Etiket arşivi: Fish

İnanç Dosyası 70 | Christianity 21 Symbols

 

Turkey – Mardin, Deyrulzafaran Monastery (Syrian Orthodox, 4th Century). In 1907 an illustration on a curtain of Christ’s Crucifiction.

Turkey – Mardin, Deyrulzafaran Monastery (Syrian Orthodox, 4th Century). In 1907 an illustration on a curtain of Christ’s Crucifiction.

Many religions use symbols and many of them are common to several religions. SYMBOLS Immediately after the cross, the most widely used Christian symbol is the fish. In ancient Greek, the word ‘fish’ is composed of the initial letters of words meaning Jesus, Son of God, and Saviour in the same language. The New Testament tells how Jesus calls to some fishermen by the Sea of Galilee to follow Him, saying,

“I will make you fishers of men”. Wine made from grapes represents the blood of Christ and bread symbolizes His body. Grapes were also a symbol in the services of Dionysius or Bacchus of the ancient world.

The dove symbolises peace, fertility, purity, love, innocence and the Holy Ghost.

In Taoism, the deer represents long life and good fortune and in Christianity it symbolises eternal life and the soul of one who has drunk from the Fountain of Life and been cured.

In Christianity the cock is the symbol of wakefulness, daybreak and prophecy. The white cock is held to bring good fortune, while the black represents evil. It is believed that the crowing of the cock drives away evil spirits, and for this reason the figure of a cock is placed on the spires of many churches. The cock also plays a part in the Gospel story. Jesus predicted the exact time when the cock would crow, after Peter had denied Him three times.

The peacock symbolizes Doomsday, the Resurrection of Christ and Christ encompassed in radiance. In India and in ancient Greece the peacock is sacred.

In Christianity the lion is the symbol of victory and salvation, the rabbit of sexuality, the devil and magic spells, the palm tree of everlasting life and vital energy, an extension of the Tree of Life of eastern cultures.

In Jewish, Christian and Muslim tradition, the snake epitomizes the Devil and is blamed for the temptation and downfall of Adam and Eve in the Garden of Eden. Various mythologies are full of different stories of snakes. In the legends of the Sumerians, the Hittites, the Egyptians, the Scandinavians and the Slavs, in ancient Greece and Rome, countless stories about snakes are told.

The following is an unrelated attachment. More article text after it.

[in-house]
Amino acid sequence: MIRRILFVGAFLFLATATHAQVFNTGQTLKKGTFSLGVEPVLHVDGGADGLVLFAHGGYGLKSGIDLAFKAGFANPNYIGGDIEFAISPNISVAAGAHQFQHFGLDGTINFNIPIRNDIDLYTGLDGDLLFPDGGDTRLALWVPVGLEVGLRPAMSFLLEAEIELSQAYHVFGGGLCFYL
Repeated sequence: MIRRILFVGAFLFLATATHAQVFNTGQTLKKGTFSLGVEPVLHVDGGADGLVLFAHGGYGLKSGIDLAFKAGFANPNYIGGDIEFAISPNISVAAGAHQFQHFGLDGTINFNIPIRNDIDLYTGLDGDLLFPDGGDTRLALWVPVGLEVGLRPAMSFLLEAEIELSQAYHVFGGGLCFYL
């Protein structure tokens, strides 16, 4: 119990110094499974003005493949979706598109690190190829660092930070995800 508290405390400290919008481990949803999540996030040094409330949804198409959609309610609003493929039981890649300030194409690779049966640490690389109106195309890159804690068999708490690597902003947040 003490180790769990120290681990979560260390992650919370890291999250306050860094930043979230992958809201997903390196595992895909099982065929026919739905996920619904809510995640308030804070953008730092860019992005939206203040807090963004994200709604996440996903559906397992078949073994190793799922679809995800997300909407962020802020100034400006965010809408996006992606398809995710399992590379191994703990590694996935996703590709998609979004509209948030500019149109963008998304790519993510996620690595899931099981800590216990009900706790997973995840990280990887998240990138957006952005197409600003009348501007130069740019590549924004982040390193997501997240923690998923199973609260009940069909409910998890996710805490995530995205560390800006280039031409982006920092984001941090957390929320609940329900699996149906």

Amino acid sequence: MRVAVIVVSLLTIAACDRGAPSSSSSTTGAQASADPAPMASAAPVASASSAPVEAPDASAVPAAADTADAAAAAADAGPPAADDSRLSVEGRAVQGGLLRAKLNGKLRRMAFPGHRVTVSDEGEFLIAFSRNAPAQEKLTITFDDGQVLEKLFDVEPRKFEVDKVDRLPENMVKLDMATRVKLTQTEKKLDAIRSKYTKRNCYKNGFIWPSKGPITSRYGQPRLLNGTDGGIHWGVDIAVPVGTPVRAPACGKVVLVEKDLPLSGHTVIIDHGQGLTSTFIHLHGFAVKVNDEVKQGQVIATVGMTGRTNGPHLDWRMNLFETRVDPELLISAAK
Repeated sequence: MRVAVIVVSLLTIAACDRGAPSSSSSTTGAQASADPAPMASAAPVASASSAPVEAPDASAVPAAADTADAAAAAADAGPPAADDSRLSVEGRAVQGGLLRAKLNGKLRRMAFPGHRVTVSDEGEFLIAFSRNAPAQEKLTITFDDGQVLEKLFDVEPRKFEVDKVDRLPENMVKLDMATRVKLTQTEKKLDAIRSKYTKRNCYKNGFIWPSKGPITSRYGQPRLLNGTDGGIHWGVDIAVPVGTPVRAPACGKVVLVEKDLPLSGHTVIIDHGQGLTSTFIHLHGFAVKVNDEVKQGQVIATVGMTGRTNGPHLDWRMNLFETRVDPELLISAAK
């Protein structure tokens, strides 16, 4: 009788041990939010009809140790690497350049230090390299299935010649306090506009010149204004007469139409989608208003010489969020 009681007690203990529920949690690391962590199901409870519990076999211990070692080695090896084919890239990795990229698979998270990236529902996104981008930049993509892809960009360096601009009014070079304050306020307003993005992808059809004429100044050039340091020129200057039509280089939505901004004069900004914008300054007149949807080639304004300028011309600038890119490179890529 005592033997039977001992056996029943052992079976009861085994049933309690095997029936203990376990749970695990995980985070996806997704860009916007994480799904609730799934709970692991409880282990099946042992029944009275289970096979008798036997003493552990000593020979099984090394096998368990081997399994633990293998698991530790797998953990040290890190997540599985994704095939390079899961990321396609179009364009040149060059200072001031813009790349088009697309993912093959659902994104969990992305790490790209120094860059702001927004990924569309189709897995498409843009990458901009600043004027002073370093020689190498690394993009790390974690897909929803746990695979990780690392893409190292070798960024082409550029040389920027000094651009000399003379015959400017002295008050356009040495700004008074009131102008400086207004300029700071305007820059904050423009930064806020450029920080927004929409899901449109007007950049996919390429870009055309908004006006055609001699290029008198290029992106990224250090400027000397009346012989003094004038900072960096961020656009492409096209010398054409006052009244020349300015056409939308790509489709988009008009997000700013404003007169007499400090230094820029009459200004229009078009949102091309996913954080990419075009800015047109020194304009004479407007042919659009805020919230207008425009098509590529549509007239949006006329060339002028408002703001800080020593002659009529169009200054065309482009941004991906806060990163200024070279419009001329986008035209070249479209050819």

The pelican is also an important Christian symbol. According to one version of the story it becomes angry with its young, devours them and then regrets its action so much that it tears open its own breast with its beak. The blood then brings the young back to life. This is thought to represent Christ’s sacrifice, when He shed His blood so that all may share in His resurrection, particularly those who drink wine as His blood during the service of Holy Communion.

The banner bearing a red cross on a white ground symbolizes resurrection and is often flown from churches on Sunday. It is also the flag of St. George, patron saint of England.

Cherubim and Seraphim Cherubim, thought of as attending the heavenly throne or guarding especially holy places, are hybrid beings having bird-wings, and human, or animal faces. Cherubim, originating from both early Middle Eastern mythology and iconography carry out important functions as intercessors in the hierarchy of angels. In the Old Testament, cherubim are accorded supernatural agility rather than intercessional propensities, and are thought to have undertaken the duty of upholding the Throne of God. In Christian belief seraphim are regarded as the highest among angels, servants of God in heaven who continually praise him. In Muslim belief, cherubim and seraphim dwell on a level of paradise which Satan cannot penetrate and offer constant prayers of thanks to God.